"It was shortly after the emergence of the institutional critiques articulated by artists such Michael Asher and Marcel Broodthaers, Daniel Buren and Hans Haacke - and nearly contemporaneous with the burgeoning critiques of ideological hegemonies in the artistic practices of Louise Lawler, Martha Rosler, Jenny Holzer, Allan Sekula, and Dara Birnbaum — that we also encountered Andy Warhol's entry 'Art Business vs. Business Art' in his Philosophy of Andy Warhol (From A to B and Back Again), in 1975. Armed with an Enlightenment belief in the unstoppable progress of institutional critique and artistic critiques of the discourse of power, I, for one, considered Warhol's notion of Business Art to be a brilliantly conceived parody of the side effects of an ever-expanding art world - a travesty in the manner of Jonathan Swift's 'Modest Proposal.' Little did I imagine that, a quarter century later, it would have become impossible for Warhol's prognostic vision to be mistaken for travesty anymore. Rather, we had to recognize - with belated hindsight - that Warhol had in fact prophesied what we finally came to experience: the total permeation of the cultural sphere by the economic operations of finance capital and its attendant ethos and social structures. Only a Cassandra whose ethics and aesthetics were as exceptionally evacuated as Warhol's (other artists at the time still associated their practices with moral, critical, and political aspirations) could have enunciated this vision. A comparable diagnosis of the explicitly and inevitably affirmative character of modern culture had been formulated by Herbert Marcuse in the early '60s. Marcuse's tendency to accept if not to exaggerate the inextricably affirmative dimensions of cultural production and to recode them as potentially transgressive operations had appeared to us as a symptom of the philosopher's increasing Americanization. In other words, it was not until the early '80s, or even later, that it dawned on some of us that the cultural apparatus had in fact already undergone precisely those transformations whose full spectrum only Warhol had predicted, and that his prognostics were about to attain the status of all-encompassing and seemingly insurmountable new realities.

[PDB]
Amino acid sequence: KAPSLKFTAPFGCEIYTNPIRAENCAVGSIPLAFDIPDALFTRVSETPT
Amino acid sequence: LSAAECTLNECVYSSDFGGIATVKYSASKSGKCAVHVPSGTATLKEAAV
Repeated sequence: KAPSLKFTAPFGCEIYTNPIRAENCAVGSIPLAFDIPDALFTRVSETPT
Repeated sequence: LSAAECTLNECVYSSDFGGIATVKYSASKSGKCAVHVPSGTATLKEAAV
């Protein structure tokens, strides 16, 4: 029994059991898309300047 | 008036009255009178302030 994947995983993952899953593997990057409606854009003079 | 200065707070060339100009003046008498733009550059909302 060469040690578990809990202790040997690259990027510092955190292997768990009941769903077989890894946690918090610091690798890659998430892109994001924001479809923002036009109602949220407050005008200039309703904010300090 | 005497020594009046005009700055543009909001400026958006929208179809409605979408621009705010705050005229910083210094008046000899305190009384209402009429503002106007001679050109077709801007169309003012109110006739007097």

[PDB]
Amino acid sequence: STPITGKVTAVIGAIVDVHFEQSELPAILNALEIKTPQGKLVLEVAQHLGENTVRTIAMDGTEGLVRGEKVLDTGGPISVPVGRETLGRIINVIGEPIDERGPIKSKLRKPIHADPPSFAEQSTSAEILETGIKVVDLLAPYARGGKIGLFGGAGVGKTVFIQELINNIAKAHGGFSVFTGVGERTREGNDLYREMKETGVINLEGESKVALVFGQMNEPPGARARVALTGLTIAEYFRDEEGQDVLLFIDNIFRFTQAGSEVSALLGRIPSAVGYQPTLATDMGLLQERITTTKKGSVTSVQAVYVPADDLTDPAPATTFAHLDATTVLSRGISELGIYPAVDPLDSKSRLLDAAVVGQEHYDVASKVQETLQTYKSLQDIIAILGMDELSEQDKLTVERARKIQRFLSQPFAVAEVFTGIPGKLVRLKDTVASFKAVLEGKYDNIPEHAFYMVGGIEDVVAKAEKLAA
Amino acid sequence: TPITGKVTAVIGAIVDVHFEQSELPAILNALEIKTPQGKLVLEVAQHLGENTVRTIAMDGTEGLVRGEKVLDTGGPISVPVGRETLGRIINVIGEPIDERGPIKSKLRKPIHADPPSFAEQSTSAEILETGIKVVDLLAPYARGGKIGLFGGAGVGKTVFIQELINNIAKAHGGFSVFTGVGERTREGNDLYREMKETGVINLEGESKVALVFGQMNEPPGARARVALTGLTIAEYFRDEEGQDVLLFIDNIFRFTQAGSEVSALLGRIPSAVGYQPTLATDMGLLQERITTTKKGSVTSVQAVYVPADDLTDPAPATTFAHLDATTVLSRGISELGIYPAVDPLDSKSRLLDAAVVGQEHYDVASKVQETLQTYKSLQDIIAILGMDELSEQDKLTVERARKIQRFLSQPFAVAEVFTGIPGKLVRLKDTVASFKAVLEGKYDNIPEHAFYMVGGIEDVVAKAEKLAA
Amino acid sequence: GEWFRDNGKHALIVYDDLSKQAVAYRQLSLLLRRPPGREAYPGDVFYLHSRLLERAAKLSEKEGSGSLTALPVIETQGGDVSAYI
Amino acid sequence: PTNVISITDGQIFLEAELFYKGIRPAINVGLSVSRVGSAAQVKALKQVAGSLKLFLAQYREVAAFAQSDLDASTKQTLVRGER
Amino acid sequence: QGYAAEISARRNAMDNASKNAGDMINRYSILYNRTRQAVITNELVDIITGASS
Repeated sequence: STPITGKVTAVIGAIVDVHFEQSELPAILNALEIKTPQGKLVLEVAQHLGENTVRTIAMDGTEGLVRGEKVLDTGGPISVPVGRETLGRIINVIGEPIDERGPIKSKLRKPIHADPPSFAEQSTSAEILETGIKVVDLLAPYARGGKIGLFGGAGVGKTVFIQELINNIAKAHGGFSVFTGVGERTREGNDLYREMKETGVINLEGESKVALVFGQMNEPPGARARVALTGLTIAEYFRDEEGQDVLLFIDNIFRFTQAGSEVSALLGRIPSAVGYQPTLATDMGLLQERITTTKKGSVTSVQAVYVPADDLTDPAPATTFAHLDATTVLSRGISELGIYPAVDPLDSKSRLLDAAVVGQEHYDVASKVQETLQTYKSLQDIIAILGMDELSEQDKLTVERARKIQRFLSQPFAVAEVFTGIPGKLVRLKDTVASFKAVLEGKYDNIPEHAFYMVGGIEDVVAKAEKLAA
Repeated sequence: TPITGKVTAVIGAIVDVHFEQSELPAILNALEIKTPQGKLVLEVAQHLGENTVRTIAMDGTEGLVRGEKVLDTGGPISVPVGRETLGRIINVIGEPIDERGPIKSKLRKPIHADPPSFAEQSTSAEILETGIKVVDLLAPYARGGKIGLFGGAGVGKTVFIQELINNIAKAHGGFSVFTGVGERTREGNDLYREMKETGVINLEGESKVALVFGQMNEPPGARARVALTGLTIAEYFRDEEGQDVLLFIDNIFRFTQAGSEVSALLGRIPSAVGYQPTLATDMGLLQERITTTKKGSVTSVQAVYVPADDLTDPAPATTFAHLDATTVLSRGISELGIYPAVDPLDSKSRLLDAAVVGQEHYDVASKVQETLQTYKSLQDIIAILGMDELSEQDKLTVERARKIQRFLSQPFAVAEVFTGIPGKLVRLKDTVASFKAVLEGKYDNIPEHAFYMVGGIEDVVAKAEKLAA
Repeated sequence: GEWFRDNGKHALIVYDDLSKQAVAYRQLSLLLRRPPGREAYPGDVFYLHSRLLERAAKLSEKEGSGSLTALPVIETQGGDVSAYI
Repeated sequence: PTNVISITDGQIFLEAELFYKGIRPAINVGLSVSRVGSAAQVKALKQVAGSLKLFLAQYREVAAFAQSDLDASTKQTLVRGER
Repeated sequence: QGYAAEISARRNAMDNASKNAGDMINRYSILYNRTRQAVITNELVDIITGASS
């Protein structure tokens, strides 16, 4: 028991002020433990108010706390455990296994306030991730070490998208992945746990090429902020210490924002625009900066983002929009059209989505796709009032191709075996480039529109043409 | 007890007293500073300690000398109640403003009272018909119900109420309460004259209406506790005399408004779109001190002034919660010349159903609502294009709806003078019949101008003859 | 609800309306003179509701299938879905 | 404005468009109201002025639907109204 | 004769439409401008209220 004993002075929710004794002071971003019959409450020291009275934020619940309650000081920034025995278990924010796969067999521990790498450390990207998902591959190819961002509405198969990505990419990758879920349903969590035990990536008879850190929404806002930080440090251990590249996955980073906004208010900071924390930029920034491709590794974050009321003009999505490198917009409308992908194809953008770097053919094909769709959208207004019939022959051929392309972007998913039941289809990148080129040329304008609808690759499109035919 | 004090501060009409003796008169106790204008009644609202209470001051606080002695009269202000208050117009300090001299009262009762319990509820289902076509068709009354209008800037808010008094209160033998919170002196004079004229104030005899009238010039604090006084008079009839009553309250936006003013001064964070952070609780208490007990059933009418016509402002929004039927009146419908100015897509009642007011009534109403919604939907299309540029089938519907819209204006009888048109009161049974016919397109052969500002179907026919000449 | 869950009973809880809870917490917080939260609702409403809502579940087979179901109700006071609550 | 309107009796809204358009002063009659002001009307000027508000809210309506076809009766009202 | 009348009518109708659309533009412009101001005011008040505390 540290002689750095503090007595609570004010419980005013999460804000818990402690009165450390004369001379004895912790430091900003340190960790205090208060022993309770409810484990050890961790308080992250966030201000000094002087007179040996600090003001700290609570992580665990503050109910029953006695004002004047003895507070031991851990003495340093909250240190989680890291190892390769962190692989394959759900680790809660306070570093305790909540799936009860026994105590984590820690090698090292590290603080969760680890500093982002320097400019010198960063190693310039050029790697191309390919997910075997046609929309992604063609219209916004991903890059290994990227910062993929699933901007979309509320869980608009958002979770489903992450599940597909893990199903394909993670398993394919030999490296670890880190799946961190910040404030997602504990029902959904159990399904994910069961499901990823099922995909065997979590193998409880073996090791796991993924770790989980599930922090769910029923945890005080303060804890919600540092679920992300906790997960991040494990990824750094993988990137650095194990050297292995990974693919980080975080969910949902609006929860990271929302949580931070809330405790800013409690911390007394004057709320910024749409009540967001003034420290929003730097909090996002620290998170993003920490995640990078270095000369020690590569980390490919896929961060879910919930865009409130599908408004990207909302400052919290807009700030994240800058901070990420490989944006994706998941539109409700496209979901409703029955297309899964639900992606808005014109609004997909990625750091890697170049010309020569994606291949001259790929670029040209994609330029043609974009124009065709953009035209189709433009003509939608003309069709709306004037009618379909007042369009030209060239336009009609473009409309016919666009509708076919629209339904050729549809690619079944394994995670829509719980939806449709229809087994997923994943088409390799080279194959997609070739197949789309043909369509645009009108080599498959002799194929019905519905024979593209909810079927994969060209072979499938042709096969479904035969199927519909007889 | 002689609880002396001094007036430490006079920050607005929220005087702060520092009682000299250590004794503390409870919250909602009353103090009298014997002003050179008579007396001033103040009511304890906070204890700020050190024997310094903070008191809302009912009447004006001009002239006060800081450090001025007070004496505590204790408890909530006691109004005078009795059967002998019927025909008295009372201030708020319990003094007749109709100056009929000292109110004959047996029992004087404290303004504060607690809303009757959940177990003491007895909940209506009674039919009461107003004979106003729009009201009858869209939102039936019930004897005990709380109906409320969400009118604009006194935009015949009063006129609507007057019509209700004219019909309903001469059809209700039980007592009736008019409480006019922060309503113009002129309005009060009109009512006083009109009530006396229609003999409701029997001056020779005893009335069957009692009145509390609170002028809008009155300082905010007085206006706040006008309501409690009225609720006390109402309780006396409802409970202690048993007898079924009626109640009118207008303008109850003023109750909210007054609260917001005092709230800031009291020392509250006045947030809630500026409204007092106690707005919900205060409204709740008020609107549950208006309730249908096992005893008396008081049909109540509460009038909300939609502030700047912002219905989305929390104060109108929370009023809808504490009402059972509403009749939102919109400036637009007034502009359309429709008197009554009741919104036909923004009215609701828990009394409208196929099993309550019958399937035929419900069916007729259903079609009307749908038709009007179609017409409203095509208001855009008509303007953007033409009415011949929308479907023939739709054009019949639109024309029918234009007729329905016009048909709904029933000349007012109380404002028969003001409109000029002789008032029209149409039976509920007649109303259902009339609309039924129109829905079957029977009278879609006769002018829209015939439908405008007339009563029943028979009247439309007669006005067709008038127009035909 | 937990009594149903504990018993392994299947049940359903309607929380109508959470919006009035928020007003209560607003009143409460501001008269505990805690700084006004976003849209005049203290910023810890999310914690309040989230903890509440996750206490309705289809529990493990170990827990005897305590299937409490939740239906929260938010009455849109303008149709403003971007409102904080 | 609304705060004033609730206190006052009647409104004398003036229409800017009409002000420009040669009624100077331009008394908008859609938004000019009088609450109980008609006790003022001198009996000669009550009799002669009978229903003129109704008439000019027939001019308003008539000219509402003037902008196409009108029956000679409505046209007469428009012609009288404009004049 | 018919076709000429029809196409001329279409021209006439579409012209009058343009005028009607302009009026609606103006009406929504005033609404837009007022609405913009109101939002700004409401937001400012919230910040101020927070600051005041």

"What were the symptoms of these new conditions of the 'common culture' that had emerged perhaps most vehemently in the United States but also abroad during the so-called Reagan-Thatcher era? And what structural transformations had taken hold in the sphere of artistic production and reception, which we had until that moment naively associated with those other institutions of the public sphere where the production of knowledge and the memory of experience had been socially sustained and collected: the library, the university, and the museum? A number of multifaceted transformations, at first developing slowly yet steadily, soon picked up a precipitous pace and expanded globally. I will enumerate some of these perceived changes, in the manner of a paranoiac whose list of enemies and threats has only increased continuously ever since the initial diagnosis of the condition."
From Benjamin H. D. Buchloh's essay "Farewell to an Identity," published in the December 2012 edition of Artforum. Which, oddly, it appears someone reproduced and made available in this form here. I suspect that for much of the mag's readership, the piece amounted to little more than tl;dr trahison-des-clercs gasbaggery. I, however, found that it very succinctly encapsulated a number of major misgivings I've had about the artworld for about the past 10 to 15 years.